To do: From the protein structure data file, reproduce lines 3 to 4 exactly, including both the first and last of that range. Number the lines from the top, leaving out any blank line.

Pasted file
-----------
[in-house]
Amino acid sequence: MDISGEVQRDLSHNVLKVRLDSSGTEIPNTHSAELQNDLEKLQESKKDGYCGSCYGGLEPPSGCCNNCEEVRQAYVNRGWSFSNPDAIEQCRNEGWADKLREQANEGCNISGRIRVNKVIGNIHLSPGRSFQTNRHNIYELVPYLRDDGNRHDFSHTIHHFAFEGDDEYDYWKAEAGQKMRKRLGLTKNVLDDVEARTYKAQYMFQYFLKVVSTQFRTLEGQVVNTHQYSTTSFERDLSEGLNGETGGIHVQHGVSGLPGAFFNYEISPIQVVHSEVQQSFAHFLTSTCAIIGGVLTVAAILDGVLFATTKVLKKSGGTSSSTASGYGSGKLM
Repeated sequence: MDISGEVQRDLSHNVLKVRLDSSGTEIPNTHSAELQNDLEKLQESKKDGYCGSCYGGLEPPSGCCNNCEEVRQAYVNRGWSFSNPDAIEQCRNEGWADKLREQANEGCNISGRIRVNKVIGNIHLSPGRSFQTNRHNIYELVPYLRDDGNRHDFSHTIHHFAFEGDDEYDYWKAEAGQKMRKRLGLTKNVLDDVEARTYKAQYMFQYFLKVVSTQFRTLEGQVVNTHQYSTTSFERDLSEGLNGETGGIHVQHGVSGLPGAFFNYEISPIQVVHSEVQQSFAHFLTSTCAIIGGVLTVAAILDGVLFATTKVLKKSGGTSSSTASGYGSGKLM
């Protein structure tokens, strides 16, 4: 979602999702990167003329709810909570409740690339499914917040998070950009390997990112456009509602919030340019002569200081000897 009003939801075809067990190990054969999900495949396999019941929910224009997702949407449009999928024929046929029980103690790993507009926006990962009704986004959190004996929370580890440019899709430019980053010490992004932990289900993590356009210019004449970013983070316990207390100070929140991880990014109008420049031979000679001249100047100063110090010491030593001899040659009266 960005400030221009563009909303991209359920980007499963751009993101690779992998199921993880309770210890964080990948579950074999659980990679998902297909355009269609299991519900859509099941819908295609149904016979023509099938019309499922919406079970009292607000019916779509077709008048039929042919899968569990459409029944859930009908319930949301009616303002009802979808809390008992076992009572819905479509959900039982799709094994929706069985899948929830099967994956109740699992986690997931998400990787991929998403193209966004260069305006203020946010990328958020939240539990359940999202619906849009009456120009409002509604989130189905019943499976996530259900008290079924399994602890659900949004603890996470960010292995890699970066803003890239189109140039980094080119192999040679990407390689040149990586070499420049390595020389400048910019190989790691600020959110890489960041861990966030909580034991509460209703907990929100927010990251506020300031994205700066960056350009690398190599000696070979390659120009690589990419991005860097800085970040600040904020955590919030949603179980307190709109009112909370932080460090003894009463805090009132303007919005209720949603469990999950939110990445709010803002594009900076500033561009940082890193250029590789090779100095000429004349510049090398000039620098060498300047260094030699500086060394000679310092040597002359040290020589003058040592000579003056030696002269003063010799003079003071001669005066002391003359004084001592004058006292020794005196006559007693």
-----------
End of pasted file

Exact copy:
Repeated sequence: MDISGEVQRDLSHNVLKVRLDSSGTEIPNTHSAELQNDLEKLQESKKDGYCGSCYGGLEPPSGCCNNCEEVRQAYVNRGWSFSNPDAIEQCRNEGWADKLREQANEGCNISGRIRVNKVIGNIHLSPGRSFQTNRHNIYELVPYLRDDGNRHDFSHTIHHFAFEGDDEYDYWKAEAGQKMRKRLGLTKNVLDDVEARTYKAQYMFQYFLKVVSTQFRTLEGQVVNTHQYSTTSFERDLSEGLNGETGGIHVQHGVSGLPGAFFNYEISPIQVVHSEVQQSFAHFLTSTCAIIGGVLTVAAILDGVLFATTKVLKKSGGTSSSTASGYGSGKLM
């Protein structure tokens, strides 16, 4: 979602999702990167003329709810909570409740690339499914917040998070950009390997990112456009509602919030340019002569200081000897 009003939801075809067990190990054969999900495949396999019941929910224009997702949407449009999928024929046929029980103690790993507009926006990962009704986004959190004996929370580890440019899709430019980053010490992004932990289900993590356009210019004449970013983070316990207390100070929140991880990014109008420049031979000679001249100047100063110090010491030593001899040659009266 960005400030221009563009909303991209359920980007499963751009993101690779992998199921993880309770210890964080990948579950074999659980990679998902297909355009269609299991519900859509099941819908295609149904016979023509099938019309499922919406079970009292607000019916779509077709008048039929042919899968569990459409029944859930009908319930949301009616303002009802979808809390008992076992009572819905479509959900039982799709094994929706069985899948929830099967994956109740699992986690997931998400990787991929998403193209966004260069305006203020946010990328958020939240539990359940999202619906849009009456120009409002509604989130189905019943499976996530259900008290079924399994602890659900949004603890996470960010292995890699970066803003890239189109140039980094080119192999040679990407390689040149990586070499420049390595020389400048910019190989790691600020959110890489960041861990966030909580034991509460209703907990929100927010990251506020300031994205700066960056350009690398190599000696070979390659120009690589990419991005860097800085970040600040904020955590919030949603179980307190709109009112909370932080460090003894009463805090009132303007919005209720949603469990999950939110990445709010803002594009900076500033561009940082890193250029590789090779100095000429004349510049090398000039620098060498300047260094030699500086060394000679310092040597002359040290020589003058040592000579003056030696002269003063010799003079003071001669005066002391003359004084001592004058006292020794005196006559007693």